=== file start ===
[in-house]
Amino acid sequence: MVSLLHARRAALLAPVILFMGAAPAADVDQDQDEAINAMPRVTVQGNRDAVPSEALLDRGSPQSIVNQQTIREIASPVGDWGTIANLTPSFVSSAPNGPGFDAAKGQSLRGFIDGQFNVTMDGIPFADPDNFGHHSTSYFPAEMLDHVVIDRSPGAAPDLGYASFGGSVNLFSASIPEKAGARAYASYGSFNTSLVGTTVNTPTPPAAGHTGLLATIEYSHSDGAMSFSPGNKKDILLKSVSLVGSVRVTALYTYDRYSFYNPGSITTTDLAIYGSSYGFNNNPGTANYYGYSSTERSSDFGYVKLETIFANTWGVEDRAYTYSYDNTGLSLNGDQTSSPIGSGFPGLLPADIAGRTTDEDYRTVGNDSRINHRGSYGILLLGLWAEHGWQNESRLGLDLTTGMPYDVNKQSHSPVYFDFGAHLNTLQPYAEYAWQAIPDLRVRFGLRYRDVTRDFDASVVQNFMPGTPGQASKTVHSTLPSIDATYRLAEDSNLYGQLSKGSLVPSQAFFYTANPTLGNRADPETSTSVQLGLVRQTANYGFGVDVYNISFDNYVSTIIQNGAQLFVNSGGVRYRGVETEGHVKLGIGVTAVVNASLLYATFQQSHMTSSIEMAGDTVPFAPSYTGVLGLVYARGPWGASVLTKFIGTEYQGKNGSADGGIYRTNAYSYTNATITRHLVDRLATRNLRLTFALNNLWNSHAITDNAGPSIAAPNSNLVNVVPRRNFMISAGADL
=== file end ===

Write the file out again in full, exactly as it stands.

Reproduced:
[in-house]
Amino acid sequence: MVSLLHARRAALLAPVILFMGAAPAADVDQDQDEAINAMPRVTVQGNRDAVPSEALLDRGSPQSIVNQQTIREIASPVGDWGTIANLTPSFVSSAPNGPGFDAAKGQSLRGFIDGQFNVTMDGIPFADPDNFGHHSTSYFPAEMLDHVVIDRSPGAAPDLGYASFGGSVNLFSASIPEKAGARAYASYGSFNTSLVGTTVNTPTPPAAGHTGLLATIEYSHSDGAMSFSPGNKKDILLKSVSLVGSVRVTALYTYDRYSFYNPGSITTTDLAIYGSSYGFNNNPGTANYYGYSSTERSSDFGYVKLETIFANTWGVEDRAYTYSYDNTGLSLNGDQTSSPIGSGFPGLLPADIAGRTTDEDYRTVGNDSRINHRGSYGILLLGLWAEHGWQNESRLGLDLTTGMPYDVNKQSHSPVYFDFGAHLNTLQPYAEYAWQAIPDLRVRFGLRYRDVTRDFDASVVQNFMPGTPGQASKTVHSTLPSIDATYRLAEDSNLYGQLSKGSLVPSQAFFYTANPTLGNRADPETSTSVQLGLVRQTANYGFGVDVYNISFDNYVSTIIQNGAQLFVNSGGVRYRGVETEGHVKLGIGVTAVVNASLLYATFQQSHMTSSIEMAGDTVPFAPSYTGVLGLVYARGPWGASVLTKFIGTEYQGKNGSADGGIYRTNAYSYTNATITRHLVDRLATRNLRLTFALNNLWNSHAITDNAGPSIAAPNSNLVNVVPRRNFMISAGADL